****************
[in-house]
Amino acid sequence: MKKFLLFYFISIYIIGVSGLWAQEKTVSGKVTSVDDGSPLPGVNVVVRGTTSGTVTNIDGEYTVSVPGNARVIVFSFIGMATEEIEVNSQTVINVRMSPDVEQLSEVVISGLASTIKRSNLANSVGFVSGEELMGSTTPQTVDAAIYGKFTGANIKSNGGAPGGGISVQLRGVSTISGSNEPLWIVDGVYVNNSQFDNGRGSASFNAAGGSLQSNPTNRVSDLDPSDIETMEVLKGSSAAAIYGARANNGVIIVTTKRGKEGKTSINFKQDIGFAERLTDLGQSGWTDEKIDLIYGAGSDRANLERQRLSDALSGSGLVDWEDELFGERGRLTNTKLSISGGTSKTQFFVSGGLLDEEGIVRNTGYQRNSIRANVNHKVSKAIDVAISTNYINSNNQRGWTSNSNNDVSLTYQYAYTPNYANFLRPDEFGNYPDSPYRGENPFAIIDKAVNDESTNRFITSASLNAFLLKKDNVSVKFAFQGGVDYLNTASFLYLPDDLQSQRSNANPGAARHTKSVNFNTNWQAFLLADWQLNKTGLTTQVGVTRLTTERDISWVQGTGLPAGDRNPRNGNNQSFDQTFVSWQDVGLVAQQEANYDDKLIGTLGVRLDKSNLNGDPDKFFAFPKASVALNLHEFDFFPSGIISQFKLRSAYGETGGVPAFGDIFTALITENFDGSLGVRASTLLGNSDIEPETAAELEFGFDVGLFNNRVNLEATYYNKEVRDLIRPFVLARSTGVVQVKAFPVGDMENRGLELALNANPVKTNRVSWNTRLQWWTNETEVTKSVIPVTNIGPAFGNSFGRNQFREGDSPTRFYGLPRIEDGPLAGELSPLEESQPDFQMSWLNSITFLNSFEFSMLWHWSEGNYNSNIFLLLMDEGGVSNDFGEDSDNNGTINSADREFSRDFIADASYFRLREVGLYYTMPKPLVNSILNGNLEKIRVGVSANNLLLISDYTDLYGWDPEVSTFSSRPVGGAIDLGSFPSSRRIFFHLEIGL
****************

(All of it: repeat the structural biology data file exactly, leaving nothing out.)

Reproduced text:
[in-house]
Amino acid sequence: MKKFLLFYFISIYIIGVSGLWAQEKTVSGKVTSVDDGSPLPGVNVVVRGTTSGTVTNIDGEYTVSVPGNARVIVFSFIGMATEEIEVNSQTVINVRMSPDVEQLSEVVISGLASTIKRSNLANSVGFVSGEELMGSTTPQTVDAAIYGKFTGANIKSNGGAPGGGISVQLRGVSTISGSNEPLWIVDGVYVNNSQFDNGRGSASFNAAGGSLQSNPTNRVSDLDPSDIETMEVLKGSSAAAIYGARANNGVIIVTTKRGKEGKTSINFKQDIGFAERLTDLGQSGWTDEKIDLIYGAGSDRANLERQRLSDALSGSGLVDWEDELFGERGRLTNTKLSISGGTSKTQFFVSGGLLDEEGIVRNTGYQRNSIRANVNHKVSKAIDVAISTNYINSNNQRGWTSNSNNDVSLTYQYAYTPNYANFLRPDEFGNYPDSPYRGENPFAIIDKAVNDESTNRFITSASLNAFLLKKDNVSVKFAFQGGVDYLNTASFLYLPDDLQSQRSNANPGAARHTKSVNFNTNWQAFLLADWQLNKTGLTTQVGVTRLTTERDISWVQGTGLPAGDRNPRNGNNQSFDQTFVSWQDVGLVAQQEANYDDKLIGTLGVRLDKSNLNGDPDKFFAFPKASVALNLHEFDFFPSGIISQFKLRSAYGETGGVPAFGDIFTALITENFDGSLGVRASTLLGNSDIEPETAAELEFGFDVGLFNNRVNLEATYYNKEVRDLIRPFVLARSTGVVQVKAFPVGDMENRGLELALNANPVKTNRVSWNTRLQWWTNETEVTKSVIPVTNIGPAFGNSFGRNQFREGDSPTRFYGLPRIEDGPLAGELSPLEESQPDFQMSWLNSITFLNSFEFSMLWHWSEGNYNSNIFLLLMDEGGVSNDFGEDSDNNGTINSADREFSRDFIADASYFRLREVGLYYTMPKPLVNSILNGNLEKIRVGVSANNLLLISDYTDLYGWDPEVSTFSSRPVGGAIDLGSFPSSRRIFFHLEIGL